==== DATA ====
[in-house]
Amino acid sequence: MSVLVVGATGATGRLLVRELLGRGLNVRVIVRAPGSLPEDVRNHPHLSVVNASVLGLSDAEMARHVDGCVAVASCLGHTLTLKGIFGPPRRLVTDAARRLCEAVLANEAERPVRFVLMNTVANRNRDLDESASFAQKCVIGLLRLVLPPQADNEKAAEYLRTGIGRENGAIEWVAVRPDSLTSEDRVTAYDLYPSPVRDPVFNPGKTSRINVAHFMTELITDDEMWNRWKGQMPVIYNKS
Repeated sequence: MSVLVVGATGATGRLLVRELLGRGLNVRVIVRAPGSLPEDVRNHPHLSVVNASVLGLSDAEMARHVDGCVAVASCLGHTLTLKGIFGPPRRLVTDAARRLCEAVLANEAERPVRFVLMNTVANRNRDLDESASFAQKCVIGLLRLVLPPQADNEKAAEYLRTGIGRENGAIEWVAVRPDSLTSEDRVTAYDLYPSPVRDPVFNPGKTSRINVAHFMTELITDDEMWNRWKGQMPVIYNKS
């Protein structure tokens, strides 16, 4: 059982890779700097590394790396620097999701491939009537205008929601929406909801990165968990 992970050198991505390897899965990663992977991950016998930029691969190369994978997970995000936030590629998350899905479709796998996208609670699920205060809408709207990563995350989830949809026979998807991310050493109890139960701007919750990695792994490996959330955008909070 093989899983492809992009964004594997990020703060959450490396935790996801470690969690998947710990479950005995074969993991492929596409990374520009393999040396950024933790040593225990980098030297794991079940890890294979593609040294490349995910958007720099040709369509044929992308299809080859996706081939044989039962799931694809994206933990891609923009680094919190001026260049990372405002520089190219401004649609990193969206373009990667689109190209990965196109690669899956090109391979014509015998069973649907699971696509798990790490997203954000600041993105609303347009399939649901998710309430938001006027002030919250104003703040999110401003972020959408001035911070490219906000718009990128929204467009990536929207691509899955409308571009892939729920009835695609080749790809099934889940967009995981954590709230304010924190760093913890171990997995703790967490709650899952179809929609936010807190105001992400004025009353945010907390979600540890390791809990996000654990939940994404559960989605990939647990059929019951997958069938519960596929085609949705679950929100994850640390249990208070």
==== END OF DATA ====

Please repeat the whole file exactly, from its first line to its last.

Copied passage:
[in-house]
Amino acid sequence: MSVLVVGATGATGRLLVRELLGRGLNVRVIVRAPGSLPEDVRNHPHLSVVNASVLGLSDAEMARHVDGCVAVASCLGHTLTLKGIFGPPRRLVTDAARRLCEAVLANEAERPVRFVLMNTVANRNRDLDESASFAQKCVIGLLRLVLPPQADNEKAAEYLRTGIGRENGAIEWVAVRPDSLTSEDRVTAYDLYPSPVRDPVFNPGKTSRINVAHFMTELITDDEMWNRWKGQMPVIYNKS
Repeated sequence: MSVLVVGATGATGRLLVRELLGRGLNVRVIVRAPGSLPEDVRNHPHLSVVNASVLGLSDAEMARHVDGCVAVASCLGHTLTLKGIFGPPRRLVTDAARRLCEAVLANEAERPVRFVLMNTVANRNRDLDESASFAQKCVIGLLRLVLPPQADNEKAAEYLRTGIGRENGAIEWVAVRPDSLTSEDRVTAYDLYPSPVRDPVFNPGKTSRINVAHFMTELITDDEMWNRWKGQMPVIYNKS
């Protein structure tokens, strides 16, 4: 059982890779700097590394790396620097999701491939009537205008929601929406909801990165968990 992970050198991505390897899965990663992977991950016998930029691969190369994978997970995000936030590629998350899905479709796998996208609670699920205060809408709207990563995350989830949809026979998807991310050493109890139960701007919750990695792994490996959330955008909070 093989899983492809992009964004594997990020703060959450490396935790996801470690969690998947710990479950005995074969993991492929596409990374520009393999040396950024933790040593225990980098030297794991079940890890294979593609040294490349995910958007720099040709369509044929992308299809080859996706081939044989039962799931694809994206933990891609923009680094919190001026260049990372405002520089190219401004649609990193969206373009990667689109190209990965196109690669899956090109391979014509015998069973649907699971696509798990790490997203954000600041993105609303347009399939649901998710309430938001006027002030919250104003703040999110401003972020959408001035911070490219906000718009990128929204467009990536929207691509899955409308571009892939729920009835695609080749790809099934889940967009995981954590709230304010924190760093913890171990997995703790967490709650899952179809929609936010807190105001992400004025009353945010907390979600540890390791809990996000654990939940994404559960989605990939647990059929019951997958069938519960596929085609949705679950929100994850640390249990208070």